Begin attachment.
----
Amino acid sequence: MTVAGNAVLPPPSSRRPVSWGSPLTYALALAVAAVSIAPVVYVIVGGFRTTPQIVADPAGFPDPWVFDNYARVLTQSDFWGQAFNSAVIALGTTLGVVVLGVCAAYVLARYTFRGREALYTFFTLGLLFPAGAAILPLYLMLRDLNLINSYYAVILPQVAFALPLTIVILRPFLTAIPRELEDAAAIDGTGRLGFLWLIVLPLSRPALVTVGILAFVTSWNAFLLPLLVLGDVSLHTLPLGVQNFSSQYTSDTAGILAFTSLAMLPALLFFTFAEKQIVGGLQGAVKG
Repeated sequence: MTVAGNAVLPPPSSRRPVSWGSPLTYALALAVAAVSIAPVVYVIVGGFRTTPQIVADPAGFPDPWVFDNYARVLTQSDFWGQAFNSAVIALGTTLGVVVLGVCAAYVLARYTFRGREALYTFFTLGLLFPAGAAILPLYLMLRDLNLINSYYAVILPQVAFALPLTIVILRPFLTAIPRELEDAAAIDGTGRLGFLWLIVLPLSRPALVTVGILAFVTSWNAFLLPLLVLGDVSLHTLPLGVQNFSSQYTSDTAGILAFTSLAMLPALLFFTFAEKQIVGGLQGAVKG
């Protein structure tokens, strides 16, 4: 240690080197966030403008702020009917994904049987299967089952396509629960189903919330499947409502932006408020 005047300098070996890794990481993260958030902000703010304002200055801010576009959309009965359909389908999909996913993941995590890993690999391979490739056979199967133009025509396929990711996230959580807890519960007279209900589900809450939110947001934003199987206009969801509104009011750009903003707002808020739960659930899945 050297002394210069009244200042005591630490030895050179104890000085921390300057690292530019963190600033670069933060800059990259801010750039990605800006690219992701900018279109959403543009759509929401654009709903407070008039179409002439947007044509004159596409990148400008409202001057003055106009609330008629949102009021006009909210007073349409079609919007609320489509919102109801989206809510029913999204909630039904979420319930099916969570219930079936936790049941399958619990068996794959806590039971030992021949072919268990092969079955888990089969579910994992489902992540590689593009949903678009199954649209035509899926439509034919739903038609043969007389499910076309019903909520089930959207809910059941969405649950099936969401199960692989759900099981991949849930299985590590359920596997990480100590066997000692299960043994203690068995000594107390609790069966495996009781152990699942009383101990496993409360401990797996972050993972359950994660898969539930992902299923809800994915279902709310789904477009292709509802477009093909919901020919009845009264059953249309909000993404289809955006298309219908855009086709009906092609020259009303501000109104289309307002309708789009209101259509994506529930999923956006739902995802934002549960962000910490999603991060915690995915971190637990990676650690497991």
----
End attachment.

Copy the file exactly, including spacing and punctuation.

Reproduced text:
Amino acid sequence: MTVAGNAVLPPPSSRRPVSWGSPLTYALALAVAAVSIAPVVYVIVGGFRTTPQIVADPAGFPDPWVFDNYARVLTQSDFWGQAFNSAVIALGTTLGVVVLGVCAAYVLARYTFRGREALYTFFTLGLLFPAGAAILPLYLMLRDLNLINSYYAVILPQVAFALPLTIVILRPFLTAIPRELEDAAAIDGTGRLGFLWLIVLPLSRPALVTVGILAFVTSWNAFLLPLLVLGDVSLHTLPLGVQNFSSQYTSDTAGILAFTSLAMLPALLFFTFAEKQIVGGLQGAVKG
Repeated sequence: MTVAGNAVLPPPSSRRPVSWGSPLTYALALAVAAVSIAPVVYVIVGGFRTTPQIVADPAGFPDPWVFDNYARVLTQSDFWGQAFNSAVIALGTTLGVVVLGVCAAYVLARYTFRGREALYTFFTLGLLFPAGAAILPLYLMLRDLNLINSYYAVILPQVAFALPLTIVILRPFLTAIPRELEDAAAIDGTGRLGFLWLIVLPLSRPALVTVGILAFVTSWNAFLLPLLVLGDVSLHTLPLGVQNFSSQYTSDTAGILAFTSLAMLPALLFFTFAEKQIVGGLQGAVKG
């Protein structure tokens, strides 16, 4: 240690080197966030403008702020009917994904049987299967089952396509629960189903919330499947409502932006408020 005047300098070996890794990481993260958030902000703010304002200055801010576009959309009965359909389908999909996913993941995590890993690999391979490739056979199967133009025509396929990711996230959580807890519960007279209900589900809450939110947001934003199987206009969801509104009011750009903003707002808020739960659930899945 050297002394210069009244200042005591630490030895050179104890000085921390300057690292530019963190600033670069933060800059990259801010750039990605800006690219992701900018279109959403543009759509929401654009709903407070008039179409002439947007044509004159596409990148400008409202001057003055106009609330008629949102009021006009909210007073349409079609919007609320489509919102109801989206809510029913999204909630039904979420319930099916969570219930079936936790049941399958619990068996794959806590039971030992021949072919268990092969079955888990089969579910994992489902992540590689593009949903678009199954649209035509899926439509034919739903038609043969007389499910076309019903909520089930959207809910059941969405649950099936969401199960692989759900099981991949849930299985590590359920596997990480100590066997000692299960043994203690068995000594107390609790069966495996009781152990699942009383101990496993409360401990797996972050993972359950994660898969539930992902299923809800994915279902709310789904477009292709509802477009093909919901020919009845009264059953249309909000993404289809955006298309219908855009086709009906092609020259009303501000109104289309307002309708789009209101259509994506529930999923956006739902995802934002549960962000910490999603991060915690995915971190637990990676650690497991």